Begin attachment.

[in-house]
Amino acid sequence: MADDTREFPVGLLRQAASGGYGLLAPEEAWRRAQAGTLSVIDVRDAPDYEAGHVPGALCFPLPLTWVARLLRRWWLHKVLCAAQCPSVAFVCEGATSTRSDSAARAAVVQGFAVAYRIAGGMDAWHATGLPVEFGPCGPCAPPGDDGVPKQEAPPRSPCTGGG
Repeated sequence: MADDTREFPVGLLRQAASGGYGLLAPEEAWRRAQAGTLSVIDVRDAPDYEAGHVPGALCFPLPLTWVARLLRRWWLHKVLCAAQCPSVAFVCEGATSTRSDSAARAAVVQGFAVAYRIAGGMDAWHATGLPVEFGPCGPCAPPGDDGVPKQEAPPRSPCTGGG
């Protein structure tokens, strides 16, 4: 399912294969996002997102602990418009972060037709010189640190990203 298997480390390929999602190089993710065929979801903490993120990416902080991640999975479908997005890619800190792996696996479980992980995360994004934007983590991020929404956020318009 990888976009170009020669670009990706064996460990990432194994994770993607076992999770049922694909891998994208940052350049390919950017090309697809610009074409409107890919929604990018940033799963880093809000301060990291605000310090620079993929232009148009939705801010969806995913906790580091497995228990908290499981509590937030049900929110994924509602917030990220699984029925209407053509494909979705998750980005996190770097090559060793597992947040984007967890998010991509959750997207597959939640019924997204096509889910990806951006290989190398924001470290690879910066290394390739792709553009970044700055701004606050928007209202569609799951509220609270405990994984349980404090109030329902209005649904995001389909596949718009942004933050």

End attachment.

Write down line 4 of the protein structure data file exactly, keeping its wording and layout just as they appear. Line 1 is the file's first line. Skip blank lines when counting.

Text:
């Protein structure tokens, strides 16, 4: 399912294969996002997102602990418009972060037709010189640190990203 298997480390390929999602190089993710065929979801903490993120990416902080991640999975479908997005890619800190792996696996479980992980995360994004934007983590991020929404956020318009 990888976009170009020669670009990706064996460990990432194994994770993607076992999770049922694909891998994208940052350049390919950017090309697809610009074409409107890919929604990018940033799963880093809000301060990291605000310090620079993929232009148009939705801010969806995913906790580091497995228990908290499981509590937030049900929110994924509602917030990220699984029925209407053509494909979705998750980005996190770097090559060793597992947040984007967890998010991509959750997207597959939640019924997204096509889910990806951006290989190398924001470290690879910066290394390739792709553009970044700055701004606050928007209202569609799951509220609270405990994984349980404090109030329902209005649904995001389909596949718009942004933050």